Water Balance
There are many parameters which constitute a healthy water balance. The ones which pertain to chlorine and its ability to kill bacteria are pH, stabilizer, organic phosphates and salt (when a salt chlorinator is being used).
  1. ph – Free chlorine will only be active and able to kill bacteria when the pH level is maintained correctly. This requires a pH level of between 7 and 8, where 7.4 is usually considered to be ideal. Chlorine has a very high pH, so adding it to your pool by any method pushes the pH up. This is why it is necessary to add Hydrochloric Acid to the pool which reduces the pH, bringing it back into the range where the chlorine is active.
  2. Stabilizer – Stabilizer levels should be maintained between 30 and 80 parts per million for effective sun screening. Generally speaking, lower levels in the winter and higher levels in the summer will be required. It is important to note that when stabilizer levels go over 100ppm this can produce an effect called chlorine lock where no matter what your free chlorine level is, the chlorine is unable to kill bacteria. This is a situation where your pool can turn green even though you have a good level of chlorine in the water.
  3. Organic Phosphates – These are introduced into the water through organic debris (leaves, branches and dirt) and run off from the garden. Phosphate levels above 0.5 (?) can deplete free chlorine VERY quickly. A product called Starver is used to reduce phosphate levels in the water.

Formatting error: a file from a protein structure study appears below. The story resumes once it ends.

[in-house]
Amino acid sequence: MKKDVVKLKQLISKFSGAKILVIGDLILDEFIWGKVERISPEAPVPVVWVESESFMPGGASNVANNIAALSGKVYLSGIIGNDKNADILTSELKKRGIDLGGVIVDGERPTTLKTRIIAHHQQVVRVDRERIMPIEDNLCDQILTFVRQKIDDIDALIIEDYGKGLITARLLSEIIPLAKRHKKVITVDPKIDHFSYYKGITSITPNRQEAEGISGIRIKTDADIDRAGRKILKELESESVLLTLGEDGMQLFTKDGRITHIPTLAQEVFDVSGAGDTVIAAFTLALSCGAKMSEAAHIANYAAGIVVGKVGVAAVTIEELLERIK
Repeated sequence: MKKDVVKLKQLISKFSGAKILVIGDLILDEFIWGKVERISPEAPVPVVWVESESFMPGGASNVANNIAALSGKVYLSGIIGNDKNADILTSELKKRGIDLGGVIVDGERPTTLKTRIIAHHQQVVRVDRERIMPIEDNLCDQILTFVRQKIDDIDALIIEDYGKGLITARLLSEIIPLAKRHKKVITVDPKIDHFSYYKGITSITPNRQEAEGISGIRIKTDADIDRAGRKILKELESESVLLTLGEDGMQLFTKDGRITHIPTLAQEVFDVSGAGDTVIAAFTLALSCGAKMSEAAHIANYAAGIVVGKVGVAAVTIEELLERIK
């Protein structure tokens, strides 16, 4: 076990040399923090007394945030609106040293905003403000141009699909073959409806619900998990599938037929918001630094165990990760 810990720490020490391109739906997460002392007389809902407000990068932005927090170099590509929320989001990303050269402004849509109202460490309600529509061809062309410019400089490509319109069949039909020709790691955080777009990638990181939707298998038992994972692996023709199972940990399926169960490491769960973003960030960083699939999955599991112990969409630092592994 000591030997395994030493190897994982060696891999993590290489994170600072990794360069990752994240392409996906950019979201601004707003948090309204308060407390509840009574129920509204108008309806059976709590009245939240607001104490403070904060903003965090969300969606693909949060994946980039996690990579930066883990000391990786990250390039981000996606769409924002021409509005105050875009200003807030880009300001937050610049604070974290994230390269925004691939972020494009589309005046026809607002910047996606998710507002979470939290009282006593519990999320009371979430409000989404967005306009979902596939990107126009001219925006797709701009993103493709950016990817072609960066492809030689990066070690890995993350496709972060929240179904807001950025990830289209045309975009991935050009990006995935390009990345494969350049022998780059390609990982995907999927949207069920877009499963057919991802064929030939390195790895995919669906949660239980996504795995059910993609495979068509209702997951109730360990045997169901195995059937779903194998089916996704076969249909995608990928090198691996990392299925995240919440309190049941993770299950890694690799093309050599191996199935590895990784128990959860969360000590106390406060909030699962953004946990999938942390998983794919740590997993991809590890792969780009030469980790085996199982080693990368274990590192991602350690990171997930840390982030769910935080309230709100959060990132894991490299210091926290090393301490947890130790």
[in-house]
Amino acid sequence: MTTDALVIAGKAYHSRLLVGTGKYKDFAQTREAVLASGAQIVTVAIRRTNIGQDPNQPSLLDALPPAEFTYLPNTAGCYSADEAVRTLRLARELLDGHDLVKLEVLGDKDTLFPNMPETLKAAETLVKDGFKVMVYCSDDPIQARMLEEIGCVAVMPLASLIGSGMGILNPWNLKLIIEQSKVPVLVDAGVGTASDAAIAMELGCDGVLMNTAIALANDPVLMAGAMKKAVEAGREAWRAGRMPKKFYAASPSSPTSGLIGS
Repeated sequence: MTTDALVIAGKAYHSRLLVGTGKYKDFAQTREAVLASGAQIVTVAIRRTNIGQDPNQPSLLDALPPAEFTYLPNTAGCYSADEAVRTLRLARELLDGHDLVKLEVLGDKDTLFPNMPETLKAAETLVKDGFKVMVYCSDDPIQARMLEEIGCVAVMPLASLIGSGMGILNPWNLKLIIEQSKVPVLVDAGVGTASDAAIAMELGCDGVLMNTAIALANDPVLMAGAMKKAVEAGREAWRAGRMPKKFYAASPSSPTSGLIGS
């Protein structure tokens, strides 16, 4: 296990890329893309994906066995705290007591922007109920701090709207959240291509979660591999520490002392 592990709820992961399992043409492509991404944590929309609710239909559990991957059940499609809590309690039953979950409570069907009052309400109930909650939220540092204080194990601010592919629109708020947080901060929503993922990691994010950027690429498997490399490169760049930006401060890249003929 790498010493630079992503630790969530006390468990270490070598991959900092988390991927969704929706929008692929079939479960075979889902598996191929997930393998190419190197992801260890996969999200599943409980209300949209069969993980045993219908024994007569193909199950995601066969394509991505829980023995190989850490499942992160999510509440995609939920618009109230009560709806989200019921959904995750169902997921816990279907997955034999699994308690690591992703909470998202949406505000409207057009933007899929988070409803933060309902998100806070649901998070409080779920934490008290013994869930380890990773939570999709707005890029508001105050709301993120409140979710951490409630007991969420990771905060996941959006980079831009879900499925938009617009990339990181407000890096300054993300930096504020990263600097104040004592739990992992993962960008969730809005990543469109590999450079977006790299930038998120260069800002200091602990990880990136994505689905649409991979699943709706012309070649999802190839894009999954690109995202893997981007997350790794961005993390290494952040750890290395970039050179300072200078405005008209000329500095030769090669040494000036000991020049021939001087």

4. Salt – When a salt chlorinator is being used, salt must be present in the water for chlorine to be produced. The salt level required depends on the brand of salt chlorinator. As a general rule, most salt chlorinators will require a salt level between 4000 and 6000ppm. While salt is not used up in the chlorination process, whenever your water level is topped up it dilutes the salt content of the water. Regular checking of salt levels is a must when using a salt chlorinator.


Organic debris
Leaves, branches and dirt will all introduce bacteria into your pool. Regular scooping, brushing and vacuuming of your pool is necessary to adequately maintain safe chlorine levels.


Here is a check list for if your pool is looking murky, green or

the free chlorine levels are low:

  • Has the bather load suddenly increased?
  • Is there a lot of debris or dust in the pool?
  • Does your pool require shock dosing?
  • Is your stabilizer level between 30 and 80 ppm?
  • Is the pH correct?
  • Are phosphates present in the water?

If you are using a salt chlorinator:

  • Is the salt level correct?
  • Are you running it for long enough each day?
  • Is it set to maximum?
  • Is the cell worn out?

Would you like to view our range of water testing equipment or replacement salt cells?